"Depending on where you get them you may not have a choice in getting the rooster. Many places will put the roosters in just to get rid of them."


#17

[quote="horselvr, post:16, topic:185741"]
Warning: I know absolutely nothing about chickens other than I have eaten them all my life. Why are only hens cooked? Or did I eat a rooster and not know it? Are roosters ever eaten? :shrug:

"Depending on where you get them you may not have a choice in getting the rooster. Many places will put the roosters in just to get rid of them."

[/quote]

Absolutely, roosters are cooked and eaten. I'll bet you have eaten a rooster and just never knew it.

What I was referring to was when you buy them for your coop, they are alive, btw. Most people don't want roosters or that many roosters. They want hens, for the eggs. So they (the seller) will put the roosters in with the hens to get rid of them. Most people buy their chicks young, roosters at that age tend to blend in with the hens. My fil used to get his chicks at auction and that's what they always did. If he didn't want a rooster at that time he would eat him for dinner that night.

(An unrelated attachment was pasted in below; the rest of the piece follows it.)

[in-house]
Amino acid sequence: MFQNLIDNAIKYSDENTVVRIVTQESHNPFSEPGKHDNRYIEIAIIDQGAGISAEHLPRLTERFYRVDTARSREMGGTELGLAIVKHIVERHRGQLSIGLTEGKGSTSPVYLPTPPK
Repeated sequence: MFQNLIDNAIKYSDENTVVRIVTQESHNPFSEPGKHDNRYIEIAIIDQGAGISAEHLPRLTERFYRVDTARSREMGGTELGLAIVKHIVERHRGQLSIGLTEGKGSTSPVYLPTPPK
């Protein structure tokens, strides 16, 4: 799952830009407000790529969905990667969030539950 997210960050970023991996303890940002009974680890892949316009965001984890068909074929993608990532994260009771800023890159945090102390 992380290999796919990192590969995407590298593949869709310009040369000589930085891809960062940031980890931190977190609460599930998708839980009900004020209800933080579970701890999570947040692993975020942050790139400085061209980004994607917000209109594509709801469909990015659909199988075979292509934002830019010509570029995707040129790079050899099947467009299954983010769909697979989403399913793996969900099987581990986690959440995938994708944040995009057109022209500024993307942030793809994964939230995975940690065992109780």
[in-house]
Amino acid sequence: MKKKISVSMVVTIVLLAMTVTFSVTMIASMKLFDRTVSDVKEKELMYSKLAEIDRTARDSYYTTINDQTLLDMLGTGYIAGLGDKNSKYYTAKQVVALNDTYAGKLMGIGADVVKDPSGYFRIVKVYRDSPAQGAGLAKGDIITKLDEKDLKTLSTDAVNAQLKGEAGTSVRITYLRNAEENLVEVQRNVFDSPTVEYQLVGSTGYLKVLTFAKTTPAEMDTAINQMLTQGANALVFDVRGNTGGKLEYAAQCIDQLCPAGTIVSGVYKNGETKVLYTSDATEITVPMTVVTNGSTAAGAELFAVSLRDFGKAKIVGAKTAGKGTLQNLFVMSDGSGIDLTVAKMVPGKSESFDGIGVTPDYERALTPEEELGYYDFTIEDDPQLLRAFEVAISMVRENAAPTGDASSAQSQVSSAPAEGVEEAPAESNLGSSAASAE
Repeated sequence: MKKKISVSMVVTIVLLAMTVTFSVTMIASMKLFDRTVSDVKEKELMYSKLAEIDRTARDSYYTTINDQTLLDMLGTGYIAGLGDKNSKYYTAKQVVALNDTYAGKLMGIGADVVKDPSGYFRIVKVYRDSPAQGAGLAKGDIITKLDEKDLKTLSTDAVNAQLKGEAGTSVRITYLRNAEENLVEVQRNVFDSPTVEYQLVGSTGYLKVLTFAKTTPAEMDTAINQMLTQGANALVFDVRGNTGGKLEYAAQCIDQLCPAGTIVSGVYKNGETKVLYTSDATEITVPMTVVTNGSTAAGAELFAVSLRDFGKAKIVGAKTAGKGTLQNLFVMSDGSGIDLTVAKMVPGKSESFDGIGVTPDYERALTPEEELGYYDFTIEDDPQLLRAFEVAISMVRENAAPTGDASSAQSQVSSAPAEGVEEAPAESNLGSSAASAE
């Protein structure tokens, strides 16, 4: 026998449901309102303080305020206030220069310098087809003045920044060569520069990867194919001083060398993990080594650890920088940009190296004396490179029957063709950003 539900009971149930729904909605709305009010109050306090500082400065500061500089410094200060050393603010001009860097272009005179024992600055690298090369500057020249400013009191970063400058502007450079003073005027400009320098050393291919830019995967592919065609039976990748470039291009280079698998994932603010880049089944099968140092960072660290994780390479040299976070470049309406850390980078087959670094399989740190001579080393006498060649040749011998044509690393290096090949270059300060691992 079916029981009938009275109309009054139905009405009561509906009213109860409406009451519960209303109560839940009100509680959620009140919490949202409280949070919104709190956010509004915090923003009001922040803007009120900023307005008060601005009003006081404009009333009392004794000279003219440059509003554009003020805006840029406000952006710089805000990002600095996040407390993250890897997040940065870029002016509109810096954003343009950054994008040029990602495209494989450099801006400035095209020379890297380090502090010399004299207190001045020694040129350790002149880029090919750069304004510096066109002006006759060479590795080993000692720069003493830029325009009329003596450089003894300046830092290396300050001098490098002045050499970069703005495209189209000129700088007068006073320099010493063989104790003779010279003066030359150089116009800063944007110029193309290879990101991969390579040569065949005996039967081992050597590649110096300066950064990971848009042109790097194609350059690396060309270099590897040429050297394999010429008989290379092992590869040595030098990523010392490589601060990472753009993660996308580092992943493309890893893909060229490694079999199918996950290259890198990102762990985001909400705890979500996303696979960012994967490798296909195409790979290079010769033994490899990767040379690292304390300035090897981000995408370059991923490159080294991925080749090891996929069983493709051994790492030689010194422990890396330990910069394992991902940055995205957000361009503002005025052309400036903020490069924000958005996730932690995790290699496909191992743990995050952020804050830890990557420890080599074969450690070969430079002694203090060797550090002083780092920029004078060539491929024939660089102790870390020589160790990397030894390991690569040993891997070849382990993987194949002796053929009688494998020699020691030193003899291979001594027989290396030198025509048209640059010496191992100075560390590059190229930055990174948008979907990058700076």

#18

[quote="horselvr, post:16, topic:185741"]
... Why are only hens cooked? Or did I eat a rooster and not know it? Are roosters ever eaten? :shrug:

[/quote]

For 'meat breeds' of chickens, the hens and roosters are the same, and about 50% of the time when you are eating 'chicken' it is a rooster. They're all nice and fat.

For 'layer breeds', the roosters are less desirable, because (1) they don't lay, (2) if you eat them they are 'scrawnier' than meat breeds - sometimes hardly worth butchering (3) have more than 1 rooster around and they will fight constantly when mature, (4) neighbors often complain about the crowing, if they are too close. (5) they are often 'meaner' than the hens (our current rooster is 'abnormally' nice - which is really-really cool). Also, some folks are 'squeamish' about eating fertilized eggs - really no different unless you take them from underneath a setting hen after several days or leave in the nest on hot days for too long.:blush:


#19

What a fabulous idea! I may have to try that! Thank you!
Steph


#20

Stewed rooster is awesome. I even bought DW a feather plucker. We didn’t have predator problems until the subdivisions started going up around us and natural habitat was eliminated. We think a coyote got our female goose. Geese mate for life and the poor gander spends his days crying out for his mate.

Goose eggs and duck eggs are simply excellent for baking!

We looked at the chicken tractor idea and decided that with 150 chickens it was better to just let them roam the two acres.